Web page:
Jun 16, 2008, 01:51 AM
I have my mp3 library served on a Mac mini which is being used for my home entertainment system in the living room. I used it to watch / record tv, show photos to guests, and to play back movies and music.
I have a Macbook Pro, which I do all my work on and an iPhone. I can play back the library on my Mac Mini because it is shared in iTunes. However, I cannot use these songs to sync to my iPhone - probably because they don't want you to duplicate / copy someone else's shared library. I want to be able to load mp3s residing on the Mac Mini on my iPhone which is plugged into my Macbook Pro.
I tried to go into the iTunes preferences on my Macbook Pro and specifying the Library stored on the other computer. However, I am unable to do it. The library just appears blank. Any suggestions? I thought at one time in the past I was able to have one library, and have two macs use it without the sharing feature.
I know I could just sync the iPhone to the Mac mini, but it's in another room compared to where I work.
Thanks in advance.
Jun 16, 2008, 04:03 AM
I was about to ask the exact same thing as I've just moved my iTunes library to a server. However, from what I've found on Google so far, it doesn't look like its possible.
I guess this is to stop you from leeching music from shared libraries which you don't own.
Have just found this on the Apple forums....
It can be done, but with caveats attached. This guide is for Mac only, but it should also work in principle with a Windows host for those who know what they're doing.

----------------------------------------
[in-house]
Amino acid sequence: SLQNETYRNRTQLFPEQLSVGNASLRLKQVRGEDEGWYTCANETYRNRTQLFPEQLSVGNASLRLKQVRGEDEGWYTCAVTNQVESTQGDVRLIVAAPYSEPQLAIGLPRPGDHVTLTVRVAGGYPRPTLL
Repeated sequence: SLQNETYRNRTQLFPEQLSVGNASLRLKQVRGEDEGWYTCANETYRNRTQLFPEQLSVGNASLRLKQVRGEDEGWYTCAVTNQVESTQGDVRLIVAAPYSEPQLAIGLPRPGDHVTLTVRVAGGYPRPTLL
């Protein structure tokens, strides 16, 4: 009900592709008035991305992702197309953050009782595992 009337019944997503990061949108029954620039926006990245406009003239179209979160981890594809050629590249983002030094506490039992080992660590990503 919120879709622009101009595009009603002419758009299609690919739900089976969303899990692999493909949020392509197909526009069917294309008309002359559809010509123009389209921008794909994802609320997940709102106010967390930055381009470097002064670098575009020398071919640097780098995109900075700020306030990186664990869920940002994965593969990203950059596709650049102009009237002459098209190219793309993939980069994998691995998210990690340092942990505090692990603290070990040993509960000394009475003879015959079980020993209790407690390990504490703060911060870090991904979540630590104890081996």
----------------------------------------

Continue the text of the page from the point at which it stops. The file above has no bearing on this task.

You need to set up the shared library as your primary iTunes library. On the computer sharing the music, you need to select the "iTunes" Folder (containing files for the library, an artwork folder and the folder that contains the actual music) and hit command-i for info. Under sharing and permissions at the bottom, you need to give write access to everyone. This is because the user account on the shared computer is different to the one receiving the music, even if both accounts belong to you and have the same name. Giving everyone write access is a security risk - anyone who can connect to the sharing computer can do what they like with your music.
Apply the change in permissions to subfolders as well - there should be an option for that. I found that I also had to click the little padlock icon so that it was 'unlocked' before it would work.
Set up sharing on the host computer. Go to System Preferences and under "Sharing" make sure "Personal Folder Sharing" or "File Sharing" is checked (depending on your OS X version). If you're on Leopard you'll need to explicitly share your iTunes folder. Go ahead and do that. Note that on this preference pane you're told the IP number or the host name of the sharing computer - you'll need that in a minute.
Back on the computer receiving the music library, make sure iTunes is closed, then go into your music folder and rename the iTunes folder to something else. That makes it into a backup for what you're about to do.
Mount a network drive. In Finder, hit command-k, and type in "afp://", then the computer name or IP number, eg "afp://192.168.1.101/". If your sharing was set up correctly you'll be asked to authenticate yourself and choose a drive.
Open terminal. If you haven't used it before it can get a bit kooky from here, but there's only a couple of steps so persist until you get it. It's in Utilities under Applications.